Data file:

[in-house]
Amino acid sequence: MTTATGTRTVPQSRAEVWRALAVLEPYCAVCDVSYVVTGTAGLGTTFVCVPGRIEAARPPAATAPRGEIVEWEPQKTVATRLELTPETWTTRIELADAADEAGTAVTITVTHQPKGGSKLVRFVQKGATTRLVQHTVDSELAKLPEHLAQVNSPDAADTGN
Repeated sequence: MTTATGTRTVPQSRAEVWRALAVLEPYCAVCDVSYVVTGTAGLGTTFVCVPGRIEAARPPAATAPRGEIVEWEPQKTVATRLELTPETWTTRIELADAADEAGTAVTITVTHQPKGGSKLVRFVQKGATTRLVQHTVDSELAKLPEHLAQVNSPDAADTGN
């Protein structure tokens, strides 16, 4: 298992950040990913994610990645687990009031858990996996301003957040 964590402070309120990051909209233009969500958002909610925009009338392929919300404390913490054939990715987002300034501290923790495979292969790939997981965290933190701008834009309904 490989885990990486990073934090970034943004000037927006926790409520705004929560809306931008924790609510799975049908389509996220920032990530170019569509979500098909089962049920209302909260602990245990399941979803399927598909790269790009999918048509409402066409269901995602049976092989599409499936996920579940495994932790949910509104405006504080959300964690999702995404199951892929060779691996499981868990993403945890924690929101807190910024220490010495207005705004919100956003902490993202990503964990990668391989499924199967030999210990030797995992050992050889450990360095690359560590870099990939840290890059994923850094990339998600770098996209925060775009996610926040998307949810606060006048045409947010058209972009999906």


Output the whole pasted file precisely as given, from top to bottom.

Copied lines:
[in-house]
Amino acid sequence: MTTATGTRTVPQSRAEVWRALAVLEPYCAVCDVSYVVTGTAGLGTTFVCVPGRIEAARPPAATAPRGEIVEWEPQKTVATRLELTPETWTTRIELADAADEAGTAVTITVTHQPKGGSKLVRFVQKGATTRLVQHTVDSELAKLPEHLAQVNSPDAADTGN
Repeated sequence: MTTATGTRTVPQSRAEVWRALAVLEPYCAVCDVSYVVTGTAGLGTTFVCVPGRIEAARPPAATAPRGEIVEWEPQKTVATRLELTPETWTTRIELADAADEAGTAVTITVTHQPKGGSKLVRFVQKGATTRLVQHTVDSELAKLPEHLAQVNSPDAADTGN
């Protein structure tokens, strides 16, 4: 298992950040990913994610990645687990009031858990996996301003957040 964590402070309120990051909209233009969500958002909610925009009338392929919300404390913490054939990715987002300034501290923790495979292969790939997981965290933190701008834009309904 490989885990990486990073934090970034943004000037927006926790409520705004929560809306931008924790609510799975049908389509996220920032990530170019569509979500098909089962049920209302909260602990245990399941979803399927598909790269790009999918048509409402066409269901995602049976092989599409499936996920579940495994932790949910509104405006504080959300964690999702995404199951892929060779691996499981868990993403945890924690929101807190910024220490010495207005705004919100956003902490993202990503964990990668391989499924199967030999210990030797995992050992050889450990360095690359560590870099990939840290890059994923850094990339998600770098996209925060775009996610926040998307949810606060006048045409947010058209972009999906």